Nov 04 2010
In recent years our government has encouraged the development and manufacture of biofuels to replace our dependence on foreign oil. The typical method is to grow corn and refine it into ethanol. This has spawned a debate on the wisdom of converting valuable farmland into acreage devoted to fuel instead of food and using the corn supply to feed our cars.
But corn, a labor intensive crop that must be planted every year, is not the only source of biofuel. Perennial grasses like switchgrass work as well.
When our government provides subsidies to grow biofuel feedstock, even marginal land will be converted to this purpose. Does it matter what we plant? Indeed, it does.
Last month two researchers from the University of Wisconsin-Madison published a study on the effect of bioenergy crops on bird diversity in the Upper Midwest. Using bird surveys and land use maps, Claudio Gratton and Tim Meehan calculated the change in bird diversity when marginal land is planted in annual monocultures (corn) versus a mixture of perennial prairie plants and grasses.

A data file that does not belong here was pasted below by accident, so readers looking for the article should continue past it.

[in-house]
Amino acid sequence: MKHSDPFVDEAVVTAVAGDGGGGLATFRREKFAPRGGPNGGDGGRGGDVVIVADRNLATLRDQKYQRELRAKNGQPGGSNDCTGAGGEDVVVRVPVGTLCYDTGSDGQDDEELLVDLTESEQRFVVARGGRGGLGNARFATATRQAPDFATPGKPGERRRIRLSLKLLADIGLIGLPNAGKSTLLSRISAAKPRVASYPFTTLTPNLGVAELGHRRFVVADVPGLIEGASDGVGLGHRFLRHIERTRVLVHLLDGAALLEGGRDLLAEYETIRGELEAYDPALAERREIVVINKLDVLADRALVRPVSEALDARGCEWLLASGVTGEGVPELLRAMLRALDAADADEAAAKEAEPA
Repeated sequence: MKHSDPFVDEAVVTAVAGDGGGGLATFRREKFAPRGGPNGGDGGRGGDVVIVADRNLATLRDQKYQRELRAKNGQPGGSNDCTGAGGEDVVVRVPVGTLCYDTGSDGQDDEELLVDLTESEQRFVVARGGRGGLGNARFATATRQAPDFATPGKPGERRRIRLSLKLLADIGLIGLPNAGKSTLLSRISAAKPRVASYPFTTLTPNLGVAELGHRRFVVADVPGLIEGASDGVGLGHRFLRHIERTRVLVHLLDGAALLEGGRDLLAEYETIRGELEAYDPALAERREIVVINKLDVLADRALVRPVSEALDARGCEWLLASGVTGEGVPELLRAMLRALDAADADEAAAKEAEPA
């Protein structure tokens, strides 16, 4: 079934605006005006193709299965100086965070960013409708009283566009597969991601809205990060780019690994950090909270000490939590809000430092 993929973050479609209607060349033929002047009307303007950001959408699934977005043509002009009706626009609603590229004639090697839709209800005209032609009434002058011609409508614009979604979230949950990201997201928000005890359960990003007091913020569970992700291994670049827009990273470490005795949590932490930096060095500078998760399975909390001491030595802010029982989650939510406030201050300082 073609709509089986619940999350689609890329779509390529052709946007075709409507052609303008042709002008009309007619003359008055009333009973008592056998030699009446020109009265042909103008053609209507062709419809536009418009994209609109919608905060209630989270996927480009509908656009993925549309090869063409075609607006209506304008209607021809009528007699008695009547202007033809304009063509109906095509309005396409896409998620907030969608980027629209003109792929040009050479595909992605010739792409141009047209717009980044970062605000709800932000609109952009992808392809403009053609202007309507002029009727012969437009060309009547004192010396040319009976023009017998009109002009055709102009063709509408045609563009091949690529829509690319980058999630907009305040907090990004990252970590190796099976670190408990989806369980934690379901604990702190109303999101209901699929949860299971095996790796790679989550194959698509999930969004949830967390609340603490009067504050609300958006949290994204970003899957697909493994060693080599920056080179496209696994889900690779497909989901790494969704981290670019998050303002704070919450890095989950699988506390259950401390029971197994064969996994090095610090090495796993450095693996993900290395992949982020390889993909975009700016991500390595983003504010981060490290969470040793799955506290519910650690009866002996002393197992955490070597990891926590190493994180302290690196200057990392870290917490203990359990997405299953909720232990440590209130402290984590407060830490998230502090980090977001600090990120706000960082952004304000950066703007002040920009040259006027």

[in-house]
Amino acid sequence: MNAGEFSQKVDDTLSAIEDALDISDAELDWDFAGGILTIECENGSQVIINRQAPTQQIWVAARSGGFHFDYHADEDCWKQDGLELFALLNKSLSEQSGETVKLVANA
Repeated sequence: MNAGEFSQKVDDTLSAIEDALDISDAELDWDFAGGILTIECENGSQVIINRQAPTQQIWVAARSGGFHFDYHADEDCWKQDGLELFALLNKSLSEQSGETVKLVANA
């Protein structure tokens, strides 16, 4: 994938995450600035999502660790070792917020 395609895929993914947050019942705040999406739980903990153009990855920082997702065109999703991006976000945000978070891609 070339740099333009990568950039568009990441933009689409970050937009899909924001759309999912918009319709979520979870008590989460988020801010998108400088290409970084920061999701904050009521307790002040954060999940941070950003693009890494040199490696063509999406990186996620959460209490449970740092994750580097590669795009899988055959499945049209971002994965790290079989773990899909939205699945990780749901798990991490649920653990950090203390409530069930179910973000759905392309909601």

Their results are shown in the maps above. Brown is bad — species decline up to 50%. Blue is good — species increase up to 200%.
Can you guess which map is which?
The lefthand map shows bird diversity declines up to 50% if we plant monocultures of corn for biofuel. The righthand map shows that bird diversity doubles if we plant diverse grasslands.
It’s no surprise that monocultures are bad but the results are frightening. Click here to read more about this in Science Daily.
(image linked from Science Daily. Click on the image to read the article.)